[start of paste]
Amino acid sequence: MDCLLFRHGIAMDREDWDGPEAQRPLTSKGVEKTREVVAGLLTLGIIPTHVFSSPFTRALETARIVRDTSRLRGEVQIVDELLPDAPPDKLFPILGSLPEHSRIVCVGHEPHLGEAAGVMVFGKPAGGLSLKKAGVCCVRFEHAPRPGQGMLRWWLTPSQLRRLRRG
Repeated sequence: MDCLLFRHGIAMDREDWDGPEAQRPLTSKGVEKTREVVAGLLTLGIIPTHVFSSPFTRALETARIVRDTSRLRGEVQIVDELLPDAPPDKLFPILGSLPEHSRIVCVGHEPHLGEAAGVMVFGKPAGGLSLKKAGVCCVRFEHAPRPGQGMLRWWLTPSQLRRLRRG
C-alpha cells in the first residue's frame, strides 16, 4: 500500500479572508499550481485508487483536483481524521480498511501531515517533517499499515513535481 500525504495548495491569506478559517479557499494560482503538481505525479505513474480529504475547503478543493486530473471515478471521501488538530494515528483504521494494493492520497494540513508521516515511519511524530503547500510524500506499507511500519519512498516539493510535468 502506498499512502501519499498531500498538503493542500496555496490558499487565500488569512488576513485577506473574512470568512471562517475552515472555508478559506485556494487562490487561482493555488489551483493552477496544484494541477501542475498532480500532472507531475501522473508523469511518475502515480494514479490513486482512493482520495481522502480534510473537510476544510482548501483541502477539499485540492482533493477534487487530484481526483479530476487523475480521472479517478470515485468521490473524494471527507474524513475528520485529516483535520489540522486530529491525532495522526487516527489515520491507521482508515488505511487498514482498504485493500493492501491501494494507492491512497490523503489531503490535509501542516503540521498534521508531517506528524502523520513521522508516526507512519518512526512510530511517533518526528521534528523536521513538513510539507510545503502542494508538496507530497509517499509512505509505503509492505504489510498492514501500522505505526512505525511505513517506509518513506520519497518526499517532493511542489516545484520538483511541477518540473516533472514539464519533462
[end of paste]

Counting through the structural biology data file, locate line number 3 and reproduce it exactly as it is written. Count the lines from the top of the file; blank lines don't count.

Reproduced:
C-alpha cells in the first residue's frame, strides 16, 4: 500500500479572508499550481485508487483536483481524521480498511501531515517533517499499515513535481 500525504495548495491569506478559517479557499494560482503538481505525479505513474480529504475547503478543493486530473471515478471521501488538530494515528483504521494494493492520497494540513508521516515511519511524530503547500510524500506499507511500519519512498516539493510535468 502506498499512502501519499498531500498538503493542500496555496490558499487565500488569512488576513485577506473574512470568512471562517475552515472555508478559506485556494487562490487561482493555488489551483493552477496544484494541477501542475498532480500532472507531475501522473508523469511518475502515480494514479490513486482512493482520495481522502480534510473537510476544510482548501483541502477539499485540492482533493477534487487530484481526483479530476487523475480521472479517478470515485468521490473524494471527507474524513475528520485529516483535520489540522486530529491525532495522526487516527489515520491507521482508515488505511487498514482498504485493500493492501491501494494507492491512497490523503489531503490535509501542516503540521498534521508531517506528524502523520513521522508516526507512519518512526512510530511517533518526528521534528523536521513538513510539507510545503502542494508538496507530497509517499509512505509505503509492505504489510498492514501500522505505526512505525511505513517506509518513506520519497518526499517532493511542489516545484520538483511541477518540473516533472514539464519533462